The European Central Bank has launched a programme of emergency sovereign bond purchases in an attempt to pull the eurozone out of the grip of deflation and economic stagnation.
The scheme unveiled by the European Central Bank’s President, Mario Draghi, in Frankfurt this afternoon, was larger than financial markets had been expecting, and instantly gave a boost to company share prices across the Continent.
The price of sovereign bonds of struggling eurozone states such as Spain and Italy also rose in response to the decision, reducing these countries’ effective borrowing costs. Meanwhile, the value of the euro sank against the dollar. The single currency was also down sharply against sterling, representing a boost for UK holidaymakers heading to the Continent.
Mr Draghi said the central bank would purchase €60bn of eurozone sovereign bonds and other safe financial assets, every month between March and September 2016, or until inflation is back to the central bank’s target. That implies total purchases worth around €1.1 trillion, equal to around 10 per cent of the eurozone’s GDP.
In another comforting message to financial markets, which had been concerned that some euro member states’ central bankers might seek to veto the monetary stimulus programme, Mr Draghi said there had been a “large majority” on the ECB's governing council in favour of triggering the bond-buying programme now. “So large that we did not need to take a vote” he added.
The amount of each nation’s sovereign bonds that will be purchased under the scheme will be determined by the relative size of their economies in the eurozone. In a message likely to be aimed at Greece’s voters ahead of Sunday’s election, Greece will, ultimately, be included in the scheme, but only as long as Athens doesn’t breach the terms of its 2010 bailout by the eurozone and the International Monetary Fund. The radical Syriza, which is leading in the polls, is threatening to tear up that bailout agreement.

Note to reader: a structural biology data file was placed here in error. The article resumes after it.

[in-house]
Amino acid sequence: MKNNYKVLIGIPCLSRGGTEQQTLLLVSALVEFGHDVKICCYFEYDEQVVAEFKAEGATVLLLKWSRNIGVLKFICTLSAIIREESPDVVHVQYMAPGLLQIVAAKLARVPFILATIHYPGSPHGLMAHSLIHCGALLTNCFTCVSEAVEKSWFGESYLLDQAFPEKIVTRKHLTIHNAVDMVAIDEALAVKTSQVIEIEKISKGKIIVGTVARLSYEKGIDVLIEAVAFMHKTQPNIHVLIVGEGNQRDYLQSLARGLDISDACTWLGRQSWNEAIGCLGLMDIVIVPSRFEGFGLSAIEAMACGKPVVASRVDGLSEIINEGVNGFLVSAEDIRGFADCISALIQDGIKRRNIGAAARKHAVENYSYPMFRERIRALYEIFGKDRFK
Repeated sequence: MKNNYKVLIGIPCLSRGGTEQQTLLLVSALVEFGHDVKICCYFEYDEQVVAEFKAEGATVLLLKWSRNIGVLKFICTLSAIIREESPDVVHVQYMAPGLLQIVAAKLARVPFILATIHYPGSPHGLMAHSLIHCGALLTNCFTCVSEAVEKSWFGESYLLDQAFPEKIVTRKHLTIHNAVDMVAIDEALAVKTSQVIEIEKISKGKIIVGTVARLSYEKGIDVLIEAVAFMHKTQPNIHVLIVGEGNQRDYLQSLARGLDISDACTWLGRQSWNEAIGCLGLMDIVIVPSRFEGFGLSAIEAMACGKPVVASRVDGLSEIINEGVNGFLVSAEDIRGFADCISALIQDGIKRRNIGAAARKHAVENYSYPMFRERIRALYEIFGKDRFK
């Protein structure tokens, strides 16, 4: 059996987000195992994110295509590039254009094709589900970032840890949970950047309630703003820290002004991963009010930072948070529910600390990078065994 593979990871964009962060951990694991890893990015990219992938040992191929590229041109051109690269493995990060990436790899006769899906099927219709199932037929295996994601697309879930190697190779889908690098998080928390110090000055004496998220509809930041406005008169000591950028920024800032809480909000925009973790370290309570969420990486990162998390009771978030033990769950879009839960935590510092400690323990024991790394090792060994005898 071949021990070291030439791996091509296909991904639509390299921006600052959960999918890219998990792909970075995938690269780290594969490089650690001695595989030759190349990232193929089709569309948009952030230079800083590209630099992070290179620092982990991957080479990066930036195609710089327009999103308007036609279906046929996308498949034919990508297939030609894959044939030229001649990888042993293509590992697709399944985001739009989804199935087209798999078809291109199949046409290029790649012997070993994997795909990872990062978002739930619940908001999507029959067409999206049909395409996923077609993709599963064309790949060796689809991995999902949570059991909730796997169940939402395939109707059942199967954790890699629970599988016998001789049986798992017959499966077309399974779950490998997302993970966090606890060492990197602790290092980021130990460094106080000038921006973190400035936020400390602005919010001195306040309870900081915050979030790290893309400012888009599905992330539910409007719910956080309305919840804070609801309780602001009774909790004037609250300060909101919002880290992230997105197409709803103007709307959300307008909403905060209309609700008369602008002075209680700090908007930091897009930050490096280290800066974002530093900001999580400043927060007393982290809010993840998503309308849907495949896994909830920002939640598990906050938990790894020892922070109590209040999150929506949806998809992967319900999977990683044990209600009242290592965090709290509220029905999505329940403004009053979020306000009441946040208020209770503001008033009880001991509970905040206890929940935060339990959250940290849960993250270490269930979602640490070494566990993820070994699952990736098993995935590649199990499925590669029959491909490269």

But in what was likely to have been a concession to Germany, which has deep misgivings about so-called Quantitative Easing (QE), the risk of the sovereign bonds defaulting will not be shared equally between the 19 members of the eurozone. Mr Draghi revealed that 20 per cent of the risk would be collectively held, leaving 80 per cent on the books of national central banks and, as a consequence, ultimately shouldered by national governments.
The objective of the monetary stimulus programme, which is similar to the QE programmes that the US central bank and the Bank of England put in place back in 2009, is to push consumer price inflation in the single currency back up to the ECB’s official 2 per cent target. Prices dipped by 0.2 per cent in December, putting the eurozone in deflation for the first time since the global financial crisis. The eurozone’s GDP has also barely grown since 2008.
“Once again, Draghi delivers” said Christian Schulz of Berenberg Bank. “Expectations have risen considerably in recent days, but the ECB still managed to beat most”. However Jonathan Loynes of Capital Economics sounded a note of caution. “Even sizeable amounts of QE are unlikely to transform the outlook for the euro-zone economy and eliminate the risk of a prolonged and damaging bout of deflation” he warned.
The eurozone came close to a break up in 2012 when the borrowing costs of Spain and Italy shot up to unsustainable levels as investors desperately sold their debt. The panic finally abated when Mr Draghi said in a speech in London that he would do “whatever it takes” to keep the single currency together, and unveiled a separate plan to buy the bonds of solvent states locked out of the bond markets. However, that financial shock still sent the eurozone back into recession and it has struggled to put on sustained growth ever since.Reuse content